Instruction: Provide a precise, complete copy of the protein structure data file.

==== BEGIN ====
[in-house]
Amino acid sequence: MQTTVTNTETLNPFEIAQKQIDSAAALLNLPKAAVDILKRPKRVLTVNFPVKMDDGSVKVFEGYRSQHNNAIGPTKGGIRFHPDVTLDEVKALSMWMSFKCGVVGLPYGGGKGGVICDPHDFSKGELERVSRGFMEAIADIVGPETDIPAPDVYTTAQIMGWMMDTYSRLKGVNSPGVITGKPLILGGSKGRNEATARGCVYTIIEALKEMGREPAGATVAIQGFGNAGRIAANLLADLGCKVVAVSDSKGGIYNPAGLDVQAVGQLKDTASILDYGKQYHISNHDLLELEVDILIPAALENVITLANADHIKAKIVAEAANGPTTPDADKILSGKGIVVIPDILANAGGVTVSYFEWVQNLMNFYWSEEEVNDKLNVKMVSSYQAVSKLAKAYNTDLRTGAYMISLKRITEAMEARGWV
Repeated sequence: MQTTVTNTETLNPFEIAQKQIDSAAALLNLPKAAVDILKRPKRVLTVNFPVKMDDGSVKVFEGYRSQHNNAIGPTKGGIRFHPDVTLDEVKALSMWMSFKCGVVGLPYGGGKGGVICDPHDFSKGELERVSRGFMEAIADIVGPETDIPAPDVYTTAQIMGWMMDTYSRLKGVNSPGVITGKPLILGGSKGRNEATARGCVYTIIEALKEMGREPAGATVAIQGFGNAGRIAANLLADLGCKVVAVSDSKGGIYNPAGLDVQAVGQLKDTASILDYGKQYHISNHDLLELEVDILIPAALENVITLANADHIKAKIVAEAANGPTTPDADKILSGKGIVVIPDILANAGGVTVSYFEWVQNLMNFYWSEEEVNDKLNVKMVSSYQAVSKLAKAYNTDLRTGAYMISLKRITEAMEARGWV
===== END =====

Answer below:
[in-house]
Amino acid sequence: MQTTVTNTETLNPFEIAQKQIDSAAALLNLPKAAVDILKRPKRVLTVNFPVKMDDGSVKVFEGYRSQHNNAIGPTKGGIRFHPDVTLDEVKALSMWMSFKCGVVGLPYGGGKGGVICDPHDFSKGELERVSRGFMEAIADIVGPETDIPAPDVYTTAQIMGWMMDTYSRLKGVNSPGVITGKPLILGGSKGRNEATARGCVYTIIEALKEMGREPAGATVAIQGFGNAGRIAANLLADLGCKVVAVSDSKGGIYNPAGLDVQAVGQLKDTASILDYGKQYHISNHDLLELEVDILIPAALENVITLANADHIKAKIVAEAANGPTTPDADKILSGKGIVVIPDILANAGGVTVSYFEWVQNLMNFYWSEEEVNDKLNVKMVSSYQAVSKLAKAYNTDLRTGAYMISLKRITEAMEARGWV
Repeated sequence: MQTTVTNTETLNPFEIAQKQIDSAAALLNLPKAAVDILKRPKRVLTVNFPVKMDDGSVKVFEGYRSQHNNAIGPTKGGIRFHPDVTLDEVKALSMWMSFKCGVVGLPYGGGKGGVICDPHDFSKGELERVSRGFMEAIADIVGPETDIPAPDVYTTAQIMGWMMDTYSRLKGVNSPGVITGKPLILGGSKGRNEATARGCVYTIIEALKEMGREPAGATVAIQGFGNAGRIAANLLADLGCKVVAVSDSKGGIYNPAGLDVQAVGQLKDTASILDYGKQYHISNHDLLELEVDILIPAALENVITLANADHIKAKIVAEAANGPTTPDADKILSGKGIVVIPDILANAGGVTVSYFEWVQNLMNFYWSEEEVNDKLNVKMVSSYQAVSKLAKAYNTDLRTGAYMISLKRITEAMEARGWV